You will also need to make sure that your mainboard is compatible with the frequency of the RAM.
A good place for Memory benchmarks is http://www.memorybenchmark.net/
Often the hard drive is a big bottle neck in computer performance. So you need to pay attention to what sort of storage drive you get. I recommend reading some reviews and benchmark tests on the drives you are looking at.
Now if you can afford an SSD(Solid State Drive) I highly recommend getting one. The performance increase that you get with with a solid state drive over the a hard disk drive is definitely worth it. If you do go for a SSD i recommend using your SSD for your operating system(windows, linux, etc) and a HDD(Hard Disk Drive) for your storage space.
If you do not want to get an SSD and choose to go with a HDD pay attention to both the cache and the spin speed. The more for these the better as they will help with performance of your drive.
A good place for HDD benchmarks is http://www.harddrivebenchmark.net/
When building your computer a graphics card can be a very important component of your PC build. If you play graphics intensive games or you want to do video editing you will need to pay attention to what graphics card you get. If you are just using your computer of general use or non graphics intensive applications you may just be able to use the built in graphics from your mainboard. You can also just use the built in graphics and test out the applications then buy a graphics card later if you need it.
To choose your graphics card you can look up the recommended specifications from the applications that you want to use, eg. if you want to use adobe premier look up adobe premier recommended hardware. Then you will get a list of recommended hardware to use with the software.
For graphics cards don’t just go for the one with the best benchmark. Look up how the card will work on the software that you want to use. Especially if you want to do video editing or CAD work. Most benchmarking software is geared towards FPS(Frames Per Second) which is great for gaming but that is not what you want for CAD or video editing, you want quality of rendering.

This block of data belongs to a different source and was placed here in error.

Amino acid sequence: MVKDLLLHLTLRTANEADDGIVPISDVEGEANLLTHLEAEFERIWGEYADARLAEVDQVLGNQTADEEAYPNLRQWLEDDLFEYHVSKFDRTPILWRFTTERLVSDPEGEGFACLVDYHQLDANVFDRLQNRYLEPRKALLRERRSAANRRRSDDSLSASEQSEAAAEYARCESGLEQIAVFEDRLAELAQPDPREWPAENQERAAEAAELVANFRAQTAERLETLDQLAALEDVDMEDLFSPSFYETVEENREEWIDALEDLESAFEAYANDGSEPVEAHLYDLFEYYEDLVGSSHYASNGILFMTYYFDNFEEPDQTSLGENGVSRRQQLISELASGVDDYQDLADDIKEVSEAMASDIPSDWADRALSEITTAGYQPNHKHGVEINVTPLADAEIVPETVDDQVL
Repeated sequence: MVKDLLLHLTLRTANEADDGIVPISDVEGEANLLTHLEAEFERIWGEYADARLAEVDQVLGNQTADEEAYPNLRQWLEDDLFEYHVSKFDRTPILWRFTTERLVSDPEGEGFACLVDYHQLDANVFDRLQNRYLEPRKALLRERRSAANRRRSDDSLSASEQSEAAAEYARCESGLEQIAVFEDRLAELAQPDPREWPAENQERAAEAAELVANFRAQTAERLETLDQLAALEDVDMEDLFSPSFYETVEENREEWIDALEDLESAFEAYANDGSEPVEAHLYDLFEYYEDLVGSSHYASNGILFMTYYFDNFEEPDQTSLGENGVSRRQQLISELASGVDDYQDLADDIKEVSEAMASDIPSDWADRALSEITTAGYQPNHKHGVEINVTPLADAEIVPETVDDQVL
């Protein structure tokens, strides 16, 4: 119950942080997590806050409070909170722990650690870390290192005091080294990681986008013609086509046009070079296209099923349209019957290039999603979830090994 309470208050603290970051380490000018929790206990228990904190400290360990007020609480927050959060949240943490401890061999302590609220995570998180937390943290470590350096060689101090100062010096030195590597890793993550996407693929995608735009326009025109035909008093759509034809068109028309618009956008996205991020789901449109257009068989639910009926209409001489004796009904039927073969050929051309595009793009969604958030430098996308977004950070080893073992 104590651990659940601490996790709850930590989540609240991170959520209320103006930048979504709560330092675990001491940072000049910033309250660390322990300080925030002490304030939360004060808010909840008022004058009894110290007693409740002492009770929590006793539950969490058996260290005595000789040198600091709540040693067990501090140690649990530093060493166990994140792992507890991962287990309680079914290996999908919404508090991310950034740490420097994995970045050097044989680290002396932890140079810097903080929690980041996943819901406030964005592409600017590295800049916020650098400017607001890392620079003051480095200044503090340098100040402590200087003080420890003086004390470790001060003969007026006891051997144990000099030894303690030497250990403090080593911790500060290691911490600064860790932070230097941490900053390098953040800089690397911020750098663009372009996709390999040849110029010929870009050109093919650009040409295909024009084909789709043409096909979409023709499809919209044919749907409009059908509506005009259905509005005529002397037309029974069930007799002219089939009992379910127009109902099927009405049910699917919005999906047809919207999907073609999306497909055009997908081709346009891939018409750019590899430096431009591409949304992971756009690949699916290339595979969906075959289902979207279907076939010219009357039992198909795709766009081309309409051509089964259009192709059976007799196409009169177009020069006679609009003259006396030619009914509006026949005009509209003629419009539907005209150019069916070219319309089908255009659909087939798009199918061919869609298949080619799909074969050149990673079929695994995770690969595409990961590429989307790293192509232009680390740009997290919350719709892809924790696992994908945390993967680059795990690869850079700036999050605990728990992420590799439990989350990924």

You will also need to make sure that the video card will fit into the mainboard that you have bought. Most graphics cards are PCI-E nowdays, but you will need to make sure that you have the compatible slots on your mainboard for the card.
A good site for looking up graphics card benchmarks is http://www.videocardbenchmark.net/
When building your own computer you may just want a case to hold all your components in or you may want a case that looks really cool. This is something that you are going to have to decide.
Some key things when choosing the case for your computer build are that it will fit the motherboard form factor(So an ATX case for an ATX motherboard), that the computer will fit where you need it to and that it has enough ventilation for your components to keep cool. If you have a high end computer with more powerful parts you will need more cooling as the more power used the more heat is outputted from the components.
Your case may have a power supply included and in most regular cases these will do. You will want to check your power supply needs on a power supply calculator.
Some power supply calculators are:
These are just a few examples of the power supply calculators, there are many more just take your pick.
If you need a after market power supply make sure that it will fit in the case. The power supply’s descriptions will have measurements on them and you will need to make sure they fit into the case.
If you need any help when designing your computer build or want me to have a look at your plan just hit me up on google plus https://plus.google.com/+jakengardner/